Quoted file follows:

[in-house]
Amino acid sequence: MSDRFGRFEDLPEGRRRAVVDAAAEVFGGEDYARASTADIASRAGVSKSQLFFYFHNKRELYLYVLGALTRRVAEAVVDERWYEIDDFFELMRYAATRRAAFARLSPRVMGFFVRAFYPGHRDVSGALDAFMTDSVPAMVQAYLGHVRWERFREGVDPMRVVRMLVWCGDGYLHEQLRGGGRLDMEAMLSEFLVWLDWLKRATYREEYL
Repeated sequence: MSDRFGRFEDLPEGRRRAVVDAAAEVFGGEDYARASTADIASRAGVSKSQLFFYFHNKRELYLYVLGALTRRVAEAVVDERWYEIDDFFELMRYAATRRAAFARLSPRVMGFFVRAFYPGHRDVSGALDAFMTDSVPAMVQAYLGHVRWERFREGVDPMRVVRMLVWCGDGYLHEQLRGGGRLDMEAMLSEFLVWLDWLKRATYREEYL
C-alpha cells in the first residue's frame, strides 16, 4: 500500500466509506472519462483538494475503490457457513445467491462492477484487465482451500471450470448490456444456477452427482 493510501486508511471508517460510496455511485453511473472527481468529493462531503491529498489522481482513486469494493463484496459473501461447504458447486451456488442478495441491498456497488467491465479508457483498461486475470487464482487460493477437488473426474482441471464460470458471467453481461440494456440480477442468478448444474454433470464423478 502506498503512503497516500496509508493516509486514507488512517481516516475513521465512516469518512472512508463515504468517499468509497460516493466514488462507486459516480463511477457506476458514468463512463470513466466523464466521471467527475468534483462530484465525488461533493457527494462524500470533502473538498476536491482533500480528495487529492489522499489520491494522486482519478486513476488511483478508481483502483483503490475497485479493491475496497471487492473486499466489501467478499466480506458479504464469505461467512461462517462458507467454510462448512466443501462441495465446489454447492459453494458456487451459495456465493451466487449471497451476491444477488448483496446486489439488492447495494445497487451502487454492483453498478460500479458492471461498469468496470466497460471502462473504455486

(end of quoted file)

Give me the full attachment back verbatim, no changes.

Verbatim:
[in-house]
Amino acid sequence: MSDRFGRFEDLPEGRRRAVVDAAAEVFGGEDYARASTADIASRAGVSKSQLFFYFHNKRELYLYVLGALTRRVAEAVVDERWYEIDDFFELMRYAATRRAAFARLSPRVMGFFVRAFYPGHRDVSGALDAFMTDSVPAMVQAYLGHVRWERFREGVDPMRVVRMLVWCGDGYLHEQLRGGGRLDMEAMLSEFLVWLDWLKRATYREEYL
Repeated sequence: MSDRFGRFEDLPEGRRRAVVDAAAEVFGGEDYARASTADIASRAGVSKSQLFFYFHNKRELYLYVLGALTRRVAEAVVDERWYEIDDFFELMRYAATRRAAFARLSPRVMGFFVRAFYPGHRDVSGALDAFMTDSVPAMVQAYLGHVRWERFREGVDPMRVVRMLVWCGDGYLHEQLRGGGRLDMEAMLSEFLVWLDWLKRATYREEYL
C-alpha cells in the first residue's frame, strides 16, 4: 500500500466509506472519462483538494475503490457457513445467491462492477484487465482451500471450470448490456444456477452427482 493510501486508511471508517460510496455511485453511473472527481468529493462531503491529498489522481482513486469494493463484496459473501461447504458447486451456488442478495441491498456497488467491465479508457483498461486475470487464482487460493477437488473426474482441471464460470458471467453481461440494456440480477442468478448444474454433470464423478 502506498503512503497516500496509508493516509486514507488512517481516516475513521465512516469518512472512508463515504468517499468509497460516493466514488462507486459516480463511477457506476458514468463512463470513466466523464466521471467527475468534483462530484465525488461533493457527494462524500470533502473538498476536491482533500480528495487529492489522499489520491494522486482519478486513476488511483478508481483502483483503490475497485479493491475496497471487492473486499466489501467478499466480506458479504464469505461467512461462517462458507467454510462448512466443501462441495465446489454447492459453494458456487451459495456465493451466487449471497451476491444477488448483496446486489439488492447495494445497487451502487454492483453498478460500479458492471461498469468496470466497460471502462473504455486